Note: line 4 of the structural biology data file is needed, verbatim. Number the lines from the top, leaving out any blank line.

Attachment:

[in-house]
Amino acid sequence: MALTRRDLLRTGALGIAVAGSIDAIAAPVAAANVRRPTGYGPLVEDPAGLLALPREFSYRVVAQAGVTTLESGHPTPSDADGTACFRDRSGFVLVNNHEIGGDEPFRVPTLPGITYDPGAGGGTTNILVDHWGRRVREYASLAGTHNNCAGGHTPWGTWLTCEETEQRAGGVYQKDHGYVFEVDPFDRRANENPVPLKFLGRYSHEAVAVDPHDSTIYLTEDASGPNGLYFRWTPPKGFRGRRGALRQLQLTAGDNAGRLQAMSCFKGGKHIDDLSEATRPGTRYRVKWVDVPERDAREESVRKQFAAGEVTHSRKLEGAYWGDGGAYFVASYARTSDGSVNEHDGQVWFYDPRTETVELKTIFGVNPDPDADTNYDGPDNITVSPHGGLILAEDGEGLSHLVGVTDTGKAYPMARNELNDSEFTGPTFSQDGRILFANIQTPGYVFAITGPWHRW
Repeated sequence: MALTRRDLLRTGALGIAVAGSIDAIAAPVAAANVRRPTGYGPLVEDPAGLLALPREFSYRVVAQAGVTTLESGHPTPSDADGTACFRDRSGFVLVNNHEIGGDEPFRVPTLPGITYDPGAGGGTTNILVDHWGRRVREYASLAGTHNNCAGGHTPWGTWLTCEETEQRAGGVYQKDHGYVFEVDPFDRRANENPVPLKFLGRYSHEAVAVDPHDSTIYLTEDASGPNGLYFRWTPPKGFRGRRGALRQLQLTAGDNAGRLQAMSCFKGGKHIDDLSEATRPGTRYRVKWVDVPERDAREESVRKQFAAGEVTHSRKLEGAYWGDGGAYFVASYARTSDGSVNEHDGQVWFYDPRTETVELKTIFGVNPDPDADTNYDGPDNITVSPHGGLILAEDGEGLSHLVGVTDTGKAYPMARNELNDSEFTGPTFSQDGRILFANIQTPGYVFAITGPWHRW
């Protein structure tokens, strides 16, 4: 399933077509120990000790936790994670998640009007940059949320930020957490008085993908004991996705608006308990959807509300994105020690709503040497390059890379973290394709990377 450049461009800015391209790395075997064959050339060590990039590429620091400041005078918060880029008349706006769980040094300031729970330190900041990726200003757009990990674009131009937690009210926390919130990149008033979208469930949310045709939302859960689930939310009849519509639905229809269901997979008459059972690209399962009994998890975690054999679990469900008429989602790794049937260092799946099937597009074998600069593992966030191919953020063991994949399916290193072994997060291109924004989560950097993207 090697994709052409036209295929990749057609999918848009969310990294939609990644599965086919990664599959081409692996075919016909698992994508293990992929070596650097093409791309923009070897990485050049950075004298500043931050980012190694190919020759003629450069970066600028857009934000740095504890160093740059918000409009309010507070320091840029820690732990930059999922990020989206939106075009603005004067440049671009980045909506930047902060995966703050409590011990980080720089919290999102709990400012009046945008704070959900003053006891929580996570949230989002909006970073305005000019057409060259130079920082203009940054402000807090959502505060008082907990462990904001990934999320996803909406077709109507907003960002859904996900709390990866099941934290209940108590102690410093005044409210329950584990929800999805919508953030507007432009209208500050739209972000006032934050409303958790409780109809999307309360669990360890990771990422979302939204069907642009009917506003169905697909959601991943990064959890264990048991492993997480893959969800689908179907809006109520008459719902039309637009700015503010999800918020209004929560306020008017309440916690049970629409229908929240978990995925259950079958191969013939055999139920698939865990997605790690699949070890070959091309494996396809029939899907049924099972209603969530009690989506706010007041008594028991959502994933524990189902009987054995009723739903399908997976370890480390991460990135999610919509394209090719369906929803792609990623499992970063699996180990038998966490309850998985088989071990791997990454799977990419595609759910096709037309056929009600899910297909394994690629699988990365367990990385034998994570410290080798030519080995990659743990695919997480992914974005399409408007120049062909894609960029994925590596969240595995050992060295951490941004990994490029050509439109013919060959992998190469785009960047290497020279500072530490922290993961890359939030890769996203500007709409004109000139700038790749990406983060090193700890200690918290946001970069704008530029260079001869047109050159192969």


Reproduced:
């Protein structure tokens, strides 16, 4: 399933077509120990000790936790994670998640009007940059949320930020957490008085993908004991996705608006308990959807509300994105020690709503040497390059890379973290394709990377 450049461009800015391209790395075997064959050339060590990039590429620091400041005078918060880029008349706006769980040094300031729970330190900041990726200003757009990990674009131009937690009210926390919130990149008033979208469930949310045709939302859960689930939310009849519509639905229809269901997979008459059972690209399962009994998890975690054999679990469900008429989602790794049937260092799946099937597009074998600069593992966030191919953020063991994949399916290193072994997060291109924004989560950097993207 090697994709052409036209295929990749057609999918848009969310990294939609990644599965086919990664599959081409692996075919016909698992994508293990992929070596650097093409791309923009070897990485050049950075004298500043931050980012190694190919020759003629450069970066600028857009934000740095504890160093740059918000409009309010507070320091840029820690732990930059999922990020989206939106075009603005004067440049671009980045909506930047902060995966703050409590011990980080720089919290999102709990400012009046945008704070959900003053006891929580996570949230989002909006970073305005000019057409060259130079920082203009940054402000807090959502505060008082907990462990904001990934999320996803909406077709109507907003960002859904996900709390990866099941934290209940108590102690410093005044409210329950584990929800999805919508953030507007432009209208500050739209972000006032934050409303958790409780109809999307309360669990360890990771990422979302939204069907642009009917506003169905697909959601991943990064959890264990048991492993997480893959969800689908179907809006109520008459719902039309637009700015503010999800918020209004929560306020008017309440916690049970629409229908929240978990995925259950079958191969013939055999139920698939865990997605790690699949070890070959091309494996396809029939899907049924099972209603969530009690989506706010007041008594028991959502994933524990189902009987054995009723739903399908997976370890480390991460990135999610919509394209090719369906929803792609990623499992970063699996180990038998966490309850998985088989071990791997990454799977990419595609759910096709037309056929009600899910297909394994690629699988990365367990990385034998994570410290080798030519080995990659743990695919997480992914974005399409408007120049062909894609960029994925590596969240595995050992060295951490941004990994490029050509439109013919060959992998190469785009960047290497020279500072530490922290993961890359939030890769996203500007709409004109000139700038790749990406983060090193700890200690918290946001970069704008530029260079001869047109050159192969």